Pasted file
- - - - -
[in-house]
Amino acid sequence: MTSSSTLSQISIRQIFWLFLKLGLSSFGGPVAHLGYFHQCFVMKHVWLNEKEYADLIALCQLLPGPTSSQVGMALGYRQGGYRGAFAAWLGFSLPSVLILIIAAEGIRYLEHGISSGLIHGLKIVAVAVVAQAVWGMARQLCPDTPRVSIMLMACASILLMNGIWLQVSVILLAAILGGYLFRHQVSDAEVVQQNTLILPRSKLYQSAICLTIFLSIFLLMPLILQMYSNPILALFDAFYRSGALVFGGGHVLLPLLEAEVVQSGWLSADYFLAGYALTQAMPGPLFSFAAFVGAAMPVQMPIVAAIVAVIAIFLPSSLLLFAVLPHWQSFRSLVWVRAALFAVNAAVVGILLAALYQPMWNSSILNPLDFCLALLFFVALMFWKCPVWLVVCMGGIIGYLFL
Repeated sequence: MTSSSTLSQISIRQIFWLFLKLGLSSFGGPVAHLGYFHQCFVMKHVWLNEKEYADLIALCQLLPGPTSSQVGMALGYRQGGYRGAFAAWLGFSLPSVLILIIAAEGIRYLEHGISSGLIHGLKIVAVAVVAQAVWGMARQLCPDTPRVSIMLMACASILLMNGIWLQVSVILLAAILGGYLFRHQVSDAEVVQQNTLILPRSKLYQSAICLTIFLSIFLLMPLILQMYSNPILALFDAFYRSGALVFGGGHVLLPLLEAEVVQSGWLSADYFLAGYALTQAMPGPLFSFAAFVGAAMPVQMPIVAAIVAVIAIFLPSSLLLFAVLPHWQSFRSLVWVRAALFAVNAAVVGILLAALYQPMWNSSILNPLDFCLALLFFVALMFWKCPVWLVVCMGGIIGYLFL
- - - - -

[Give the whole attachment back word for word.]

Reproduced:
[in-house]
Amino acid sequence: MTSSSTLSQISIRQIFWLFLKLGLSSFGGPVAHLGYFHQCFVMKHVWLNEKEYADLIALCQLLPGPTSSQVGMALGYRQGGYRGAFAAWLGFSLPSVLILIIAAEGIRYLEHGISSGLIHGLKIVAVAVVAQAVWGMARQLCPDTPRVSIMLMACASILLMNGIWLQVSVILLAAILGGYLFRHQVSDAEVVQQNTLILPRSKLYQSAICLTIFLSIFLLMPLILQMYSNPILALFDAFYRSGALVFGGGHVLLPLLEAEVVQSGWLSADYFLAGYALTQAMPGPLFSFAAFVGAAMPVQMPIVAAIVAVIAIFLPSSLLLFAVLPHWQSFRSLVWVRAALFAVNAAVVGILLAALYQPMWNSSILNPLDFCLALLFFVALMFWKCPVWLVVCMGGIIGYLFL
Repeated sequence: MTSSSTLSQISIRQIFWLFLKLGLSSFGGPVAHLGYFHQCFVMKHVWLNEKEYADLIALCQLLPGPTSSQVGMALGYRQGGYRGAFAAWLGFSLPSVLILIIAAEGIRYLEHGISSGLIHGLKIVAVAVVAQAVWGMARQLCPDTPRVSIMLMACASILLMNGIWLQVSVILLAAILGGYLFRHQVSDAEVVQQNTLILPRSKLYQSAICLTIFLSIFLLMPLILQMYSNPILALFDAFYRSGALVFGGGHVLLPLLEAEVVQSGWLSADYFLAGYALTQAMPGPLFSFAAFVGAAMPVQMPIVAAIVAVIAIFLPSSLLLFAVLPHWQSFRSLVWVRAALFAVNAAVVGILLAALYQPMWNSSILNPLDFCLALLFFVALMFWKCPVWLVVCMGGIIGYLFL